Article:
A lot of people in Omaha don’t share my good fortune, however, and for many of them going without a car isn’t a choice, as it was in my case, but a necessity instead. Picking up cycling late in life, after decades not even owning a bike, made the obstacles that the city imposes on people without cars stand out starkly to me. As I said, there’s a great trail that I can take to work. But getting to that trail involves either traveling along a major thoroughfare with lousy sidewalks and inattentive drivers, or rolling the bike across places that aren’t supposed to be access points (although bafflingly enough there is signage to warn drivers of pedestrians and cyclists crossing the road at this specific non-access-point). And if one travels in the opposite direction, there is a gap of about a three quarters of mile in the trail, and the only option for crossing that gap is to travel through streets that are, if I’m being diplomatic, “unsuited to non-motorized traffic”.

 All of this in a part of town that I know gets better service and more attention from the city government than most. I started wondering about how I would feel about it if the bike were all I had. Observation and thought made in pretty clear that pedestrians weren’t being treated much better, and trying to use mass transit to get from my neighborhood to virtually anywhere else in the city would be so time consuming as to be entirely impractical. And again, other neighborhoods have it worse.

 I started looking around to find out if anybody was making an effort to have the city start factoring multi-modal transportation into its plans, and that is how I found Mode Shift.

“In the short time I’ve been involved, I have already seen them effect practical policy changes and directly serve the community via volunteering.”

I am happy to have found a community that’s working to transform Omaha, from a place where not owning a car is hugely detrimental into a city where public spaces are designed around the needs of people rather than cars.

[If you’d like to share your story about transportation or mobility in the Omaha metro, let us know! We’re always looking for blog submissions.]

Trails Now Open for Transportation 24/7!

15 Jul

We did it! Thanks to all of you who wrote to your City Councilor or showed up at City Hall with us to testify in support of more equitable trail use policies, including keeping them open all day, every day. Until Tuesday, our Parks Trails were technically closed from 11pm-5am but the Council unanimously approved the updated rules! Now if you’re riding home after a late shift or for any transportation trip, you’re free to legally and safely use the trails. Additionally, all classes of electric bikes and scooters are also allowed after this update and our advocacy. We have started a great relationship with the new Omaha Parks Director, Matt Kalcevich, due to this endeavor and look forward to more opportunities to work together for the good of the community. We’re also grateful, as always, for our collaboration in advocacy with Bike Walk Nebraska. Go team! This is a great step toward mobility equity in our area and we have you all to thank. Check out more news coverage here.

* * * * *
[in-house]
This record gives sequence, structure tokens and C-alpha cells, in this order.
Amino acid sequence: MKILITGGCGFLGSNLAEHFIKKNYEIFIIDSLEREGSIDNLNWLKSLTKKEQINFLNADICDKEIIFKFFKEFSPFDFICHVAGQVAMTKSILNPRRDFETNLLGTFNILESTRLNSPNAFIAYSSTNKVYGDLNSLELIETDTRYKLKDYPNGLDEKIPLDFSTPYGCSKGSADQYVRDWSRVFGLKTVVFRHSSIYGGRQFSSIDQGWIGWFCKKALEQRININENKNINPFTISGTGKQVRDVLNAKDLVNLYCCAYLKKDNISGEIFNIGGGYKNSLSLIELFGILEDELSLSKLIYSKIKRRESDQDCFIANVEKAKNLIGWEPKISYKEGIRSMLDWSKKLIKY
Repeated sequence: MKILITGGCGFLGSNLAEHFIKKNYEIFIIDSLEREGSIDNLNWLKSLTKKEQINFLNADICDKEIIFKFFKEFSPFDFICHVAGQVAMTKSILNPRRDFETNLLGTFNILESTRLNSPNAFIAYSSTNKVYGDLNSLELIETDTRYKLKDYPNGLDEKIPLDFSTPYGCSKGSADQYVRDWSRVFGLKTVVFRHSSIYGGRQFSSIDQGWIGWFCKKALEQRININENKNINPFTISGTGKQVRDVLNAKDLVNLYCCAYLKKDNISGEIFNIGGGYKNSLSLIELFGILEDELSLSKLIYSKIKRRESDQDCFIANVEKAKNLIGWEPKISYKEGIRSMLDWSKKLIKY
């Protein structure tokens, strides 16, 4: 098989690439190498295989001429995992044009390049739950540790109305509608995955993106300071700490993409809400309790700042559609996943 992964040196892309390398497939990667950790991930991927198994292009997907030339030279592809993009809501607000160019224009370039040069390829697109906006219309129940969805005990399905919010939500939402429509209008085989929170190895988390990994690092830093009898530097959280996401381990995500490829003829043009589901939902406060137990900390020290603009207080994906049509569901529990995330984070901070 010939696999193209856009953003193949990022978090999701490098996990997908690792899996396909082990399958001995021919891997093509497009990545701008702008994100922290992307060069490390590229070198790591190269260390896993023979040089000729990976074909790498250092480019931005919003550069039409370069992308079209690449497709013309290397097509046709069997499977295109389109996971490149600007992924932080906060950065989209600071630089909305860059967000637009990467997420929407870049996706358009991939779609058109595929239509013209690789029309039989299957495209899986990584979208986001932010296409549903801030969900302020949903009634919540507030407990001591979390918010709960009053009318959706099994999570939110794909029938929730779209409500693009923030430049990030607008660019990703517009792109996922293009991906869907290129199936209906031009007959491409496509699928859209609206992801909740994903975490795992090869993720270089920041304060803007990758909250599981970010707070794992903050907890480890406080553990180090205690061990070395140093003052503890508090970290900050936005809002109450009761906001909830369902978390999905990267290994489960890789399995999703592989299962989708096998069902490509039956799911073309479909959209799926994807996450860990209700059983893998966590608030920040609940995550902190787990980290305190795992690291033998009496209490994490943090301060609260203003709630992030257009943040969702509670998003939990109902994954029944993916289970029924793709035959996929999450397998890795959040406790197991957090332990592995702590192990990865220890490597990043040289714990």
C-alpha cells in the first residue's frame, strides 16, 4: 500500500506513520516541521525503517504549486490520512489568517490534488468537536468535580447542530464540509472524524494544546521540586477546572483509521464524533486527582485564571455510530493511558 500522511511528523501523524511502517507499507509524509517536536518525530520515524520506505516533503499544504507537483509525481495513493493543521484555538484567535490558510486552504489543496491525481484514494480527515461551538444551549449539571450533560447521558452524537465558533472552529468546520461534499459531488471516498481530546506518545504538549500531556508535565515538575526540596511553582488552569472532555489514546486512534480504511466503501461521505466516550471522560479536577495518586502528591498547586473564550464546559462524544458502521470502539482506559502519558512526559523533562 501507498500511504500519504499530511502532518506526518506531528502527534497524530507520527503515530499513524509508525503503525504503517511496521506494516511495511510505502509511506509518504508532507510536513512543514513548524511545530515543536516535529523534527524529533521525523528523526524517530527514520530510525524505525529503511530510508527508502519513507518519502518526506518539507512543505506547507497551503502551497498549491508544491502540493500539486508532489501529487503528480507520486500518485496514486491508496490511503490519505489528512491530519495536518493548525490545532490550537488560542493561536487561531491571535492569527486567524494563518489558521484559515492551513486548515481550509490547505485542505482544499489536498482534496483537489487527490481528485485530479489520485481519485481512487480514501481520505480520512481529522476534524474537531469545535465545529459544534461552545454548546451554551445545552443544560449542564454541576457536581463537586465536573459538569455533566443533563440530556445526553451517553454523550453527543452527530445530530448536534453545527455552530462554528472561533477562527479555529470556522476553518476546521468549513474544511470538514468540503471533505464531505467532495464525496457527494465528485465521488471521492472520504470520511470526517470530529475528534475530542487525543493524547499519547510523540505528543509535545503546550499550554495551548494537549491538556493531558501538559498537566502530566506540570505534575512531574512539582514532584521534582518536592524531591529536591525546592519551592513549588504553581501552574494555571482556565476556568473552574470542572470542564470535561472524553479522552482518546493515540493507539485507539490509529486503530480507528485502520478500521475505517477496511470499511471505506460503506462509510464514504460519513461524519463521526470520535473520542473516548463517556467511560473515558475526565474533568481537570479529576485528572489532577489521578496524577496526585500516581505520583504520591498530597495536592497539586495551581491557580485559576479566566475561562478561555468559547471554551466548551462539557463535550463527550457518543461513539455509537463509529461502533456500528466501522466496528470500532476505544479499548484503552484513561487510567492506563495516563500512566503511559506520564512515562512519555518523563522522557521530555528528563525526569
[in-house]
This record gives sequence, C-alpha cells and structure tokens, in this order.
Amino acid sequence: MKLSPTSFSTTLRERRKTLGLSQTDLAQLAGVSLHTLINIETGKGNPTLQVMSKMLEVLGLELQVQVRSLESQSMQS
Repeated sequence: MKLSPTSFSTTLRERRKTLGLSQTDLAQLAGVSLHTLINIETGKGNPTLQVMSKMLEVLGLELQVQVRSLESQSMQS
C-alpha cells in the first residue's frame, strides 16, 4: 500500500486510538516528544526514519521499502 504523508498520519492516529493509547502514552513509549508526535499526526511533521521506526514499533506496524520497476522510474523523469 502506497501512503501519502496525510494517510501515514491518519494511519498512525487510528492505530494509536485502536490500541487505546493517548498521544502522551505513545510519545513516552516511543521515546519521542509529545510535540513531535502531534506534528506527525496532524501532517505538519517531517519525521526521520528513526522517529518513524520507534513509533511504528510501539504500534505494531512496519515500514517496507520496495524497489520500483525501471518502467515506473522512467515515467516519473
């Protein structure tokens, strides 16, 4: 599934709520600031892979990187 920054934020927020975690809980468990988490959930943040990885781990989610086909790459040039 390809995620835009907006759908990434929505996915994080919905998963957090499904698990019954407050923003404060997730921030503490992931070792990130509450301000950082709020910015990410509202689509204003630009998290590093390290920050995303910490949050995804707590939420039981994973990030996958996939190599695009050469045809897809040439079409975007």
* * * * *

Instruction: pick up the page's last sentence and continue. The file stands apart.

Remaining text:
Near the edge of a trail, with blue sky and green trees in the background, a new bike share station with 5 bikes is next to a bike rack for parking and a green fixit station with tools and pump.
The Twin Creek Trailhead has amenities! Bike share, parking and FixIt Station!

Speaking of good trail news, check out the new fixtures at the Culver’s in Bellevue just off of the Keystone trail. You’ll now find a Heartland Bike Share station complete with their fun new electric bikes, bike racks for parking while you grab a snack, and a FixIt Station with tools and a pump to keep you rolling along smoothly. This work has been a long time coming so it was great to celebrate with the community this past Wednesday.

We also just received some trail closure info from the Parks Department about some emergency work needed at Lake Zorinsky. Scroll to the bottom for the complete list of trail updates.

ZORINSKY LAKE TRAIL CLOSURE: On Wednesday July 14, 2021 a section of the Zorinsky Lake Trail underneath the 168th Street Bridge was closed so the Omaha Public Works Department could perform emergency work on a sewer line under the bridge.   Trail will be closed through Tuesday, July 20, 2021.  Trail users east of the bridge can use the trail and walkway on the east side of 168th Street to loop around the lake.  Trail users on the west side of 168th Street will be unable to loop around the west side of the lake during the repair work.  Questions should be addressed to Dennis E. Bryers, FASLA, PLA, Omaha Parks, Recreation and Public Property Department at 402-444-3798 or at dennis.bryers@cityofomaha.org

Aside from the Zorinsky closure and emergency detours due to storm debris (be careful out there!) below is a link to the full July report of Trail Closures, detours and updates.